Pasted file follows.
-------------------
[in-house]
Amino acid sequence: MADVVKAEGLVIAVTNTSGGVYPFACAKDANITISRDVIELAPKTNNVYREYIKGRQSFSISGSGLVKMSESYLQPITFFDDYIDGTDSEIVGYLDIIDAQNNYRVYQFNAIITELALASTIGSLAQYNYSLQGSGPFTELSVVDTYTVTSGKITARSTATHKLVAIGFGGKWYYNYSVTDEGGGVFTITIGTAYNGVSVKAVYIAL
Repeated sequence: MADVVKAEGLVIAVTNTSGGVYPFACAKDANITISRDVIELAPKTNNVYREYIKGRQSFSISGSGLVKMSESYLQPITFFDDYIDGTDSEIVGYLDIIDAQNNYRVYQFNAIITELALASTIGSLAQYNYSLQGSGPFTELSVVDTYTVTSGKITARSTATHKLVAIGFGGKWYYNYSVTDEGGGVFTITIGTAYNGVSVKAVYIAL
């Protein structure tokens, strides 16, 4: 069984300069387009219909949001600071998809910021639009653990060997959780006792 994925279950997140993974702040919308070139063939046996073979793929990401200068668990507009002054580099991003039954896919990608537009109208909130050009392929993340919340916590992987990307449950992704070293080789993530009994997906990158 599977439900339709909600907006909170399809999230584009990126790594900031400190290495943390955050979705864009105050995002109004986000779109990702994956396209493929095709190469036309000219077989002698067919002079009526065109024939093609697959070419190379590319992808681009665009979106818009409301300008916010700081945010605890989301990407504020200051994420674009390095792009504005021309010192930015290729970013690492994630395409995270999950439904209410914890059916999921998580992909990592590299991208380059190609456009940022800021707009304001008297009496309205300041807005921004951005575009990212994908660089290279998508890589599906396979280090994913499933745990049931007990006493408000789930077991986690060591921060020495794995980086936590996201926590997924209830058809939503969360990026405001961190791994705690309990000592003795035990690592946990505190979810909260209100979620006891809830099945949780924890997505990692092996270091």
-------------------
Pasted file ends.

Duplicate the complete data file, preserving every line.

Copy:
[in-house]
Amino acid sequence: MADVVKAEGLVIAVTNTSGGVYPFACAKDANITISRDVIELAPKTNNVYREYIKGRQSFSISGSGLVKMSESYLQPITFFDDYIDGTDSEIVGYLDIIDAQNNYRVYQFNAIITELALASTIGSLAQYNYSLQGSGPFTELSVVDTYTVTSGKITARSTATHKLVAIGFGGKWYYNYSVTDEGGGVFTITIGTAYNGVSVKAVYIAL
Repeated sequence: MADVVKAEGLVIAVTNTSGGVYPFACAKDANITISRDVIELAPKTNNVYREYIKGRQSFSISGSGLVKMSESYLQPITFFDDYIDGTDSEIVGYLDIIDAQNNYRVYQFNAIITELALASTIGSLAQYNYSLQGSGPFTELSVVDTYTVTSGKITARSTATHKLVAIGFGGKWYYNYSVTDEGGGVFTITIGTAYNGVSVKAVYIAL
């Protein structure tokens, strides 16, 4: 069984300069387009219909949001600071998809910021639009653990060997959780006792 994925279950997140993974702040919308070139063939046996073979793929990401200068668990507009002054580099991003039954896919990608537009109208909130050009392929993340919340916590992987990307449950992704070293080789993530009994997906990158 599977439900339709909600907006909170399809999230584009990126790594900031400190290495943390955050979705864009105050995002109004986000779109990702994956396209493929095709190469036309000219077989002698067919002079009526065109024939093609697959070419190379590319992808681009665009979106818009409301300008916010700081945010605890989301990407504020200051994420674009390095792009504005021309010192930015290729970013690492994630395409995270999950439904209410914890059916999921998580992909990592590299991208380059190609456009940022800021707009304001008297009496309205300041807005921004951005575009990212994908660089290279998508890589599906396979280090994913499933745990049931007990006493408000789930077991986690060591921060020495794995980086936590996201926590997924209830058809939503969360990026405001961190791994705690309990000592003795035990690592946990505190979810909260209100979620006891809830099945949780924890997505990692092996270091």